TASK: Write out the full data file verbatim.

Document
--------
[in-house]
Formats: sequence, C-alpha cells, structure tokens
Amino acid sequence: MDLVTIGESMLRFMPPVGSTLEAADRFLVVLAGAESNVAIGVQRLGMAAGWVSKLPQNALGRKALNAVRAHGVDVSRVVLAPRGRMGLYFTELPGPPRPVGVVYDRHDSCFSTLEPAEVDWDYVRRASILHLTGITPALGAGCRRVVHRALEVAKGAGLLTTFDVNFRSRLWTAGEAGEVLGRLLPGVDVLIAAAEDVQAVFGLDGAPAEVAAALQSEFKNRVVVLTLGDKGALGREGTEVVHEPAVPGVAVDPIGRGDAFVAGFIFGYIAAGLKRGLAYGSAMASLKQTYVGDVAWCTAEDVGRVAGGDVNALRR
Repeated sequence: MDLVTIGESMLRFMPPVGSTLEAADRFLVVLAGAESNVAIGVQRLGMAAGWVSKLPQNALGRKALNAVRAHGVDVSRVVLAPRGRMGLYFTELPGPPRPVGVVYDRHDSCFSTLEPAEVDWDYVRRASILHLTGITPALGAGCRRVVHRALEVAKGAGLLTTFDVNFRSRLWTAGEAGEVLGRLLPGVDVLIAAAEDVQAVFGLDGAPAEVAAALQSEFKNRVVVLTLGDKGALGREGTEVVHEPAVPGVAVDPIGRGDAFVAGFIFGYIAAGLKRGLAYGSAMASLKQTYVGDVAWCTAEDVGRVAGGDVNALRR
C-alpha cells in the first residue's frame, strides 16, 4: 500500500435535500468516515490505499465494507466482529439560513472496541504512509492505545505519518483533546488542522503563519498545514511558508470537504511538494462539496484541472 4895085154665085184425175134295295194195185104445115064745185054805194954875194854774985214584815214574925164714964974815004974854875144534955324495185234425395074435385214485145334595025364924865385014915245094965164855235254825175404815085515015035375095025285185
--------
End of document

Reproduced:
[in-house]
Formats: sequence, C-alpha cells, structure tokens
Amino acid sequence: MDLVTIGESMLRFMPPVGSTLEAADRFLVVLAGAESNVAIGVQRLGMAAGWVSKLPQNALGRKALNAVRAHGVDVSRVVLAPRGRMGLYFTELPGPPRPVGVVYDRHDSCFSTLEPAEVDWDYVRRASILHLTGITPALGAGCRRVVHRALEVAKGAGLLTTFDVNFRSRLWTAGEAGEVLGRLLPGVDVLIAAAEDVQAVFGLDGAPAEVAAALQSEFKNRVVVLTLGDKGALGREGTEVVHEPAVPGVAVDPIGRGDAFVAGFIFGYIAAGLKRGLAYGSAMASLKQTYVGDVAWCTAEDVGRVAGGDVNALRR
Repeated sequence: MDLVTIGESMLRFMPPVGSTLEAADRFLVVLAGAESNVAIGVQRLGMAAGWVSKLPQNALGRKALNAVRAHGVDVSRVVLAPRGRMGLYFTELPGPPRPVGVVYDRHDSCFSTLEPAEVDWDYVRRASILHLTGITPALGAGCRRVVHRALEVAKGAGLLTTFDVNFRSRLWTAGEAGEVLGRLLPGVDVLIAAAEDVQAVFGLDGAPAEVAAALQSEFKNRVVVLTLGDKGALGREGTEVVHEPAVPGVAVDPIGRGDAFVAGFIFGYIAAGLKRGLAYGSAMASLKQTYVGDVAWCTAEDVGRVAGGDVNALRR
C-alpha cells in the first residue's frame, strides 16, 4: 500500500435535500468516515490505499465494507466482529439560513472496541504512509492505545505519518483533546488542522503563519498545514511558508470537504511538494462539496484541472 4895085154665085184425175134295295194195185104445115064745185054805194954875194854774985214584815214574925164714964974815004974854875144534955324495185234425395074435385214485145334595025364924865385014915245094965164855235254825175404815085515015035375095025285185